Corsair has introduced its MP700 Pro-series solid-state drives with a PCIe 5.0 x4 interface that offer sequential read speed of up to 12.4 GB/s. The new high-end drive family offers a trio of cooling options, including active air cooling and liquid cooling. The SSDs will complement the company's MP700-series PCIe Gen5 drives and will offer a new level of performance for PC enthusiasts.

Corsair's MP700 Pro drives are based on Phison's PS5026-E26 controller as well what initial teardowns have discovered to be 232 layer Micron 3D TLC NAND memory. Compared to their earlier E26-based MP700 drive, Corsair has been able to increase the drive's maximum sequential read speed to 12.4 GB/s and maximum sequential write speed to 11.8 GB/s thanks to the use of faster NAND, which offers a higher 2000 MT/sec transfer rate (versus the original's 1600 MT/sec rate). In addition, the company increased random read speed to 1.5 million IOPS and random write speed to 1.6 million IOPS, which is comparable to speeds offered by enterprise-grade SSDs.

As far as capacity points are concerned, Corsair's MP700 Pro are currently available in 1 TB and 2 TB configurations, whereas 4 TB versions will be available sometimes in the future.

In addition to very high out-of-box performance, there is another selling point that Corsair's MP700 Pro drives have. They are available with three different cooling system to cater different PC form-factors and audiences. For high-performance laptops and compact desktops, Corsair offers MP700 Pro with a simplistic graphene heatspreader; for high-performance desktops, the company will offer these drives with an aluminum heatsink and a fan to ensure sufficient cooling and consistent performance even under high loads; whereas for owners of PCs with custom-built liquid cooling the company will offer a SSDs with a waterblock.

When the first M.2-2280 solid-state drives with a PCIe 5.0 x4 interface hit the market earlier this year, the majority of PCIe Gen5 SSDs topped out at a 10 GB/s sequential reads and writes since fast 3D NAND chips were in short supply. Now that 3D NAND with a 2000 MT/s interface is getting more widespread, Corsair and other manufacturers of SSDs are rolling out drives that can hit 12.4 GB/s read speeds.

In fact, Sabrent and some other makers are working on even faster SSDs with around 14 GB/s read speeds, so it is well possible that we are going to see a yet another 'sub-generation' PCIe Gen5 drives that will saturate a PCIe 4.0 x4 interface.

Source: Corsair

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  • meacupla - Wednesday, November 15, 2023 - link

    I was hoping to see an Airjet on one of these, rather than... well whatever those are.
  • Reflex - Wednesday, November 15, 2023 - link

    I don't believe those move nearly enough heat at this stage. i could be wrong but everything I've seen implies they are more for embedded devices at this time.
  • meacupla - Wednesday, November 15, 2023 - link

    They do 15W of cooling. How much power do these Gen5 drives consume?
  • LordanSS - Wednesday, November 15, 2023 - link did a review on these.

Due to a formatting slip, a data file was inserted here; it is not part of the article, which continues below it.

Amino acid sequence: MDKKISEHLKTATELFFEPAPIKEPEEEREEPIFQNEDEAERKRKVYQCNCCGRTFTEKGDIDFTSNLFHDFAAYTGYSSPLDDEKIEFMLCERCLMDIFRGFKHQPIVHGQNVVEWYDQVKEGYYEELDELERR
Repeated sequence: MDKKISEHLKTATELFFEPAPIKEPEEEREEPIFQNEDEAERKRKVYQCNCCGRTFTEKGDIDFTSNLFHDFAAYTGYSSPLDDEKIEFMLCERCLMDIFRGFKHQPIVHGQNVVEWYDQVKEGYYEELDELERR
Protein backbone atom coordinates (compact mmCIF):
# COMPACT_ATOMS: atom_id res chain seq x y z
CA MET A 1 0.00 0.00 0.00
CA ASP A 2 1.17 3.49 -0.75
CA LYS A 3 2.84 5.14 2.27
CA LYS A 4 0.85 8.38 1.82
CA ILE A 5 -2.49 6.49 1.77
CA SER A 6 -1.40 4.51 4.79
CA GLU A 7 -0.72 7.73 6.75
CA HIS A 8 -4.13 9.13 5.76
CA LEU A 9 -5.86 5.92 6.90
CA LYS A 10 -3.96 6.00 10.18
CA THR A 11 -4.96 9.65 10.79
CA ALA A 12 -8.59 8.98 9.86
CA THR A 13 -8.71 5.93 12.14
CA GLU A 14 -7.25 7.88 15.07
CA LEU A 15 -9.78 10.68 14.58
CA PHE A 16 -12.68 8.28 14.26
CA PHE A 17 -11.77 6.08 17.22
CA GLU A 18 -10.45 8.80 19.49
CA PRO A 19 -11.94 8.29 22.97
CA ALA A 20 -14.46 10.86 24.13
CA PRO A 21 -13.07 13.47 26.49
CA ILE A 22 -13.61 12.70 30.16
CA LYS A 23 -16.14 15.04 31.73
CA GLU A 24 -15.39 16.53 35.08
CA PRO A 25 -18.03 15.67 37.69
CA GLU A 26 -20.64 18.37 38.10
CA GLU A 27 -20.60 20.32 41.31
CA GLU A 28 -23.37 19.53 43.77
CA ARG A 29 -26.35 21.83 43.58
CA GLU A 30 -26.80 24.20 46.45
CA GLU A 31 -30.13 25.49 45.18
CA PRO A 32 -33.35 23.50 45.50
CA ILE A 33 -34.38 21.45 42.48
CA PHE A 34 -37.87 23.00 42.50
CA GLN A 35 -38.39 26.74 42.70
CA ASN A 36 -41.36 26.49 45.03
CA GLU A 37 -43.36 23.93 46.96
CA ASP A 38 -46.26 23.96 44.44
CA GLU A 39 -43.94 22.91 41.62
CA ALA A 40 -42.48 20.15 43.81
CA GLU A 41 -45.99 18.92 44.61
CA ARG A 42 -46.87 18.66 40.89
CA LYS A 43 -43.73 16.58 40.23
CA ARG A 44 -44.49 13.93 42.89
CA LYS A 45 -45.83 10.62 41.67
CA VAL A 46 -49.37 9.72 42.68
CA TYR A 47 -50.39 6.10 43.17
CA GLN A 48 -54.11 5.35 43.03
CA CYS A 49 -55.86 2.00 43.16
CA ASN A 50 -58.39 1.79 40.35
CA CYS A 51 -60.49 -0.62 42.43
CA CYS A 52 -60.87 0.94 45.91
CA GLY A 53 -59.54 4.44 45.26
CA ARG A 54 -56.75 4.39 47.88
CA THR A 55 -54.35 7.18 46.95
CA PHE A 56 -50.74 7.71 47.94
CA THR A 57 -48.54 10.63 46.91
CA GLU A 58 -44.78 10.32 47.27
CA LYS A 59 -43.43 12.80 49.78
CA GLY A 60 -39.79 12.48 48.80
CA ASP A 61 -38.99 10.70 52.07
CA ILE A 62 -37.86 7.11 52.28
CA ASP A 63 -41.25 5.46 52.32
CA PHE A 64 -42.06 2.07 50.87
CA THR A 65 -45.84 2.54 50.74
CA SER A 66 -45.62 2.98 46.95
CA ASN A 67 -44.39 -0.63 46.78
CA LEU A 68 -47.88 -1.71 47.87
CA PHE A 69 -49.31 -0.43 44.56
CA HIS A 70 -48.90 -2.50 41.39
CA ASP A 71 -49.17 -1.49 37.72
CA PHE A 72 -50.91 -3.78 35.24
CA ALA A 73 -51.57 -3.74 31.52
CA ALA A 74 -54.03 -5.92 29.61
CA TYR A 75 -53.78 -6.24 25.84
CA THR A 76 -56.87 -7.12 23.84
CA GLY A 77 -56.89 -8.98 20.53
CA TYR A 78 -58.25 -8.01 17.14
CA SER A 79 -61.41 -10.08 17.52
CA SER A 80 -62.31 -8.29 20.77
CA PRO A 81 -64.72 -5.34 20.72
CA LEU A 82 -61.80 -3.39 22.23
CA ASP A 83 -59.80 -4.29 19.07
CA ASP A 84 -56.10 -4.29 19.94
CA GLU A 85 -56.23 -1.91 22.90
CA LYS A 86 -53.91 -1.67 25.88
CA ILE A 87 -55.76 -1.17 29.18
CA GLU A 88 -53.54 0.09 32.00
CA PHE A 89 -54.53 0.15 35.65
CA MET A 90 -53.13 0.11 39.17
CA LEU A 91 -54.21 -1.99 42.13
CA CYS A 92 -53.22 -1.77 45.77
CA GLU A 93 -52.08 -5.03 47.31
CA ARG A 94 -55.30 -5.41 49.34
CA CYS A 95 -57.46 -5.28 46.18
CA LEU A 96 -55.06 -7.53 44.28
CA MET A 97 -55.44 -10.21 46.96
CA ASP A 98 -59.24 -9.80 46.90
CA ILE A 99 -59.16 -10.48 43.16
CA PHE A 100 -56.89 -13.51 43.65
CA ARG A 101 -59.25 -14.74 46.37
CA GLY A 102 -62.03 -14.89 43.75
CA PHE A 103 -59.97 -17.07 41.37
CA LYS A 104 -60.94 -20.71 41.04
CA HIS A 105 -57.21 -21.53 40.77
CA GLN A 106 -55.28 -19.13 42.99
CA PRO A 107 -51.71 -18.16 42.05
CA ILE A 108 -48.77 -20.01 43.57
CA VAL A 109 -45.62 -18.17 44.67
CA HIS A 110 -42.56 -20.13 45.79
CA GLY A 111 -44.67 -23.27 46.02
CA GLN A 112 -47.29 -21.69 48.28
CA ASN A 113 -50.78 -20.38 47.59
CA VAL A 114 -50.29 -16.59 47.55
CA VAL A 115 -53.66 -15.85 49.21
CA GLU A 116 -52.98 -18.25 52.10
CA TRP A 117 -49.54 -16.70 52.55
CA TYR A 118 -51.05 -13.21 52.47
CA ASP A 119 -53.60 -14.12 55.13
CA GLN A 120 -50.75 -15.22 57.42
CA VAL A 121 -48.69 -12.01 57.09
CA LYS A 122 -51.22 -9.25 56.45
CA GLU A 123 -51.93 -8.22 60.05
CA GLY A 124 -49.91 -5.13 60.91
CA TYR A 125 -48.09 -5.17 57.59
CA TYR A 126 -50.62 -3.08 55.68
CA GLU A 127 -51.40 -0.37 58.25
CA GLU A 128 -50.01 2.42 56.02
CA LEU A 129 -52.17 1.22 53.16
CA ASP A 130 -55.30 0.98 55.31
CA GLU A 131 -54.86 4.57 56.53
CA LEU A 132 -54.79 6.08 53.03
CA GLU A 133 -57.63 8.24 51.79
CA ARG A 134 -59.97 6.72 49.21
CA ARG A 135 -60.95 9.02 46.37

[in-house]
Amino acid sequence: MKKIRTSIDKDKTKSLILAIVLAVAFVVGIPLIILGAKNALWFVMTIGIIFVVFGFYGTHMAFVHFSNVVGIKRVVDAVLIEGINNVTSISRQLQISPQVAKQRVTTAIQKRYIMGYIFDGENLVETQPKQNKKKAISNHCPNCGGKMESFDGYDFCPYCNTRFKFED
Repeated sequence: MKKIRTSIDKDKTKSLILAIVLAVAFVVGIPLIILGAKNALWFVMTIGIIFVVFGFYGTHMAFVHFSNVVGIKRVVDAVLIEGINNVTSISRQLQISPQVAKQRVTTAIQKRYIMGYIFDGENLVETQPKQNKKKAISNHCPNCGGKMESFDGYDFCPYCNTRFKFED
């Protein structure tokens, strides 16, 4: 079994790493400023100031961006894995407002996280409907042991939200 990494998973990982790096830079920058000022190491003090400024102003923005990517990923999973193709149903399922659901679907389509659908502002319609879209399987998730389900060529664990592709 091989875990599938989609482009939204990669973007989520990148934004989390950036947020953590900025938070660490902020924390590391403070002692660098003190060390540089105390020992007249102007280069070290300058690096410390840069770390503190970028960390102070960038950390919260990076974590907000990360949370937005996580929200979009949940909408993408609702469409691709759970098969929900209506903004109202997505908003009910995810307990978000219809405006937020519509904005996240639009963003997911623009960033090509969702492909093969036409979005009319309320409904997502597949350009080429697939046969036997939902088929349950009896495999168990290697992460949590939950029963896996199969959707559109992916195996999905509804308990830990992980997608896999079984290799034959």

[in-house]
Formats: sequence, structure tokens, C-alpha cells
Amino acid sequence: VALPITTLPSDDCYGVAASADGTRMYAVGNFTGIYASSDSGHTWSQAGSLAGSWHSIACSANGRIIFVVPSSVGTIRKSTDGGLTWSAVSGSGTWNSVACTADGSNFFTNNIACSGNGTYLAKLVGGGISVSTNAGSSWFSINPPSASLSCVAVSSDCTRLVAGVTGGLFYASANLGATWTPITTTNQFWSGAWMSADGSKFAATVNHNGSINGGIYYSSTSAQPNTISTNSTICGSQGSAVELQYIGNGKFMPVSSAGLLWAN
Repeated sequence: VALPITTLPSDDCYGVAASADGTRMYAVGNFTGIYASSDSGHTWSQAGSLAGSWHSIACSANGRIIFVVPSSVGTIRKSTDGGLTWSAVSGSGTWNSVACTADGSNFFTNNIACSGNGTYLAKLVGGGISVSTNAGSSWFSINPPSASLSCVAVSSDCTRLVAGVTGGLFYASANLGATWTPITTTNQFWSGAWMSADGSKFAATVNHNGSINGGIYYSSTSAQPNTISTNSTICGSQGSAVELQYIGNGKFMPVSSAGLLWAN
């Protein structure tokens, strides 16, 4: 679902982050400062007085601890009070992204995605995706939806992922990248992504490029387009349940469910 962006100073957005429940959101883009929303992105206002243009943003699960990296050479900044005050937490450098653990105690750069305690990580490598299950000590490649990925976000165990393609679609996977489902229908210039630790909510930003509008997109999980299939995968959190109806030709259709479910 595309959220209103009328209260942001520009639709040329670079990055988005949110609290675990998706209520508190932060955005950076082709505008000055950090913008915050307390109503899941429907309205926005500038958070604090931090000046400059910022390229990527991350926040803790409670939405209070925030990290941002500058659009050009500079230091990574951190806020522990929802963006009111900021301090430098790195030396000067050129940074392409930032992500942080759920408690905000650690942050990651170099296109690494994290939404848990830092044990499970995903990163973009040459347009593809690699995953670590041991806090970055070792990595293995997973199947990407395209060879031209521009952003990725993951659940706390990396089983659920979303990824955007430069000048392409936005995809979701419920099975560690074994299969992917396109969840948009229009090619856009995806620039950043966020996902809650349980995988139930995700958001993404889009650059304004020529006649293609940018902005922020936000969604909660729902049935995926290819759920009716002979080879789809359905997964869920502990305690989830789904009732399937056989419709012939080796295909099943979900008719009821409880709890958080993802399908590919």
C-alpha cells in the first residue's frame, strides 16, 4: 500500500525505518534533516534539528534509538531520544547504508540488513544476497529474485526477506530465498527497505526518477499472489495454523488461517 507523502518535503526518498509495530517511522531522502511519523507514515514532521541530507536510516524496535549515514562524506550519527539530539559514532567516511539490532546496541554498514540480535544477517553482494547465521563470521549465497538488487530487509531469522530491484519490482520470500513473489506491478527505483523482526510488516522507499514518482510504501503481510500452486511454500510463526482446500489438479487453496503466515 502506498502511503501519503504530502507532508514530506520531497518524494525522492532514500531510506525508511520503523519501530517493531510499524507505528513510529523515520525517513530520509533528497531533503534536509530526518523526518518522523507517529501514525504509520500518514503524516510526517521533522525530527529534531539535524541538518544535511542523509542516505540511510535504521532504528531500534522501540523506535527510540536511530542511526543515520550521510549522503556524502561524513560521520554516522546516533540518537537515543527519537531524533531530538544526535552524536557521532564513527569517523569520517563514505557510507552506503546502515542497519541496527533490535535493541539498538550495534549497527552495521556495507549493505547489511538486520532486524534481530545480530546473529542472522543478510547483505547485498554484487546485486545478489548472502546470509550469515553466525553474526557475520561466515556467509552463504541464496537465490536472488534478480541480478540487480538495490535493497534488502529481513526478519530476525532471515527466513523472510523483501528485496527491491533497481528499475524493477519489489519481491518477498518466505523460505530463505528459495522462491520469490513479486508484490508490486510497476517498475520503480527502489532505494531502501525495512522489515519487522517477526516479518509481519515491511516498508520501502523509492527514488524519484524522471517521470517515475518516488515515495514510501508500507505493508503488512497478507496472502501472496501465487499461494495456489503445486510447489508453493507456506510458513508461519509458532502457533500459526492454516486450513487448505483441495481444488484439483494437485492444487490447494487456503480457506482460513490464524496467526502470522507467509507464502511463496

On their temperature testing, with the fan on, 72C temperatures. And it's not even the hottest NVMe drive.

    I know it's used in bursts for read/write but these things are getting way too hot.
  • TheinsanegamerN - Thursday, November 16, 2023 - link

    But these things are maintaining boost speeds for extended periods of time with these heatsinks and people are whining about how theyre too hot.
  • meacupla - Saturday, November 18, 2023 - link

    NAND enjoys being hot, but the controller does not.
    AFAIK, the ideal spot is somewhere around 25~50c, but it's not like the controller throttles at 72c either. The heatsink solution works, it's just that 72c is a disappointing number for a monstrously large heatsink.
  • sonny73n - Sunday, November 19, 2023 - link

    You don't care for efficiency but some of us does. You're also lack of knowledge and common sense. To make this short; excess heat is wasted energy and it's released INSIDE the case, affecting the temperatures of other components. I don't want to remember not to transfer large files while gaming.
  • Makaveli - Monday, November 20, 2023 - link

    Do you normally do large file transfers in the middle of your gaming session?
  • Silver5urfer - Monday, November 20, 2023 - link

    They max out at 15 min mark after that none of these PCIe SSDs maintain their PCIe gen speed all the way from 3.0, 4.0 and 5.0. They all drop to 1500MB/s after 960 Seconds, go and read Toms Hardware review on the sustained performance graphs. Only good drives perform consistently.

    Samsung are worst. Firmware problems, QC problems what not. 990 is also a pass. Better buy higher endurance NAND flash over the stupid perf numbers.
  • Reflex - Thursday, November 16, 2023 - link

    Currently there are a number of challenges for this. first off, it's the wrong form factor to fit on a NVMe drive and still be compliant with most motherboards. Secondly, a single unit can only dispel around 5W of heat, which likely is not enough for these drives (the single system with one uses two on a 7W CPU).

    It's too early, and we have yet to see if they can scale or take other form factors.

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